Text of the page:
Please allow me one final insight. The Torah dictates that we are required to let slaves go free in the seventh year. The sabbatical laws state that a slave who prefers to stay with his host family must be taken to the doorpost and have his ear pierced with an awl. This is the symbol of his having relinquished his right to freedom, wounding him in the very ear that heard the imperative for liberty at Mt. Sinai. It was also on the doorpostthat we were commanded to sprinkle lamb’s blood so that the angel of death would “pass over” our homes during the final plague in Egypt. Something about this parchment on our doorpost brings us right back to this concept of freedom. By electing to fulfill God’s will and affix a mezuzah, regardless of what the neighbors think about our strange customs, we are walking in the shoes of those generations before that have used their freedom to connect with the Almighty.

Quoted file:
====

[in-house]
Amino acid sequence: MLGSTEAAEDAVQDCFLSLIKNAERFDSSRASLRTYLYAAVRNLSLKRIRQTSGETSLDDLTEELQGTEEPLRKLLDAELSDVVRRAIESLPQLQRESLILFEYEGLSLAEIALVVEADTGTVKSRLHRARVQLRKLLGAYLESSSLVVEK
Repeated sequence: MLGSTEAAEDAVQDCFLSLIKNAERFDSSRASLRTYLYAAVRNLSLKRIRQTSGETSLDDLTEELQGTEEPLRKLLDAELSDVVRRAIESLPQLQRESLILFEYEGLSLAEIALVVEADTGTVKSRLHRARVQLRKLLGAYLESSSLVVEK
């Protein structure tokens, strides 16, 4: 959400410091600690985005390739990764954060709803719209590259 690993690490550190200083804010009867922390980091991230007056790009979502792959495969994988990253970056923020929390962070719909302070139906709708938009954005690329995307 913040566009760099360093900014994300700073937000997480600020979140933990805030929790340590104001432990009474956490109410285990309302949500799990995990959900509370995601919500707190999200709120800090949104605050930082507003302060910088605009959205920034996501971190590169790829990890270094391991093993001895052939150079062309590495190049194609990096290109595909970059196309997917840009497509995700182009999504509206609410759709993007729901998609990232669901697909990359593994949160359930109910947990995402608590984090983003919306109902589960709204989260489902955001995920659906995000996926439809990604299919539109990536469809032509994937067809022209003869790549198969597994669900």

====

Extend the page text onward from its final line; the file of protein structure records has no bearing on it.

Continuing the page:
Therefore our communal love of this mitzvah in spite of possible danger makes sense. Yes, the mezuzah on the door reveals our faith to our enemies. But rather than serve as our undoing, it is the very essence of our survival, the core of our protection over the millennia. By using our freedom to enter the realm of the servant/Master relationship, we connect with eternity. It is no wonder God commands us to repeat this mitzvah orally twice a day. In fact we conclude the crucial V’ahavta paragraph with the word “gates.” Accepting God’s partnership in the guarding of our physical and spiritual gates is the key to our success as individuals and as a people. Just like the lesson we learn when we leave our comfortable homes on Succot, the mezuzah reminds us of the true source of our protection.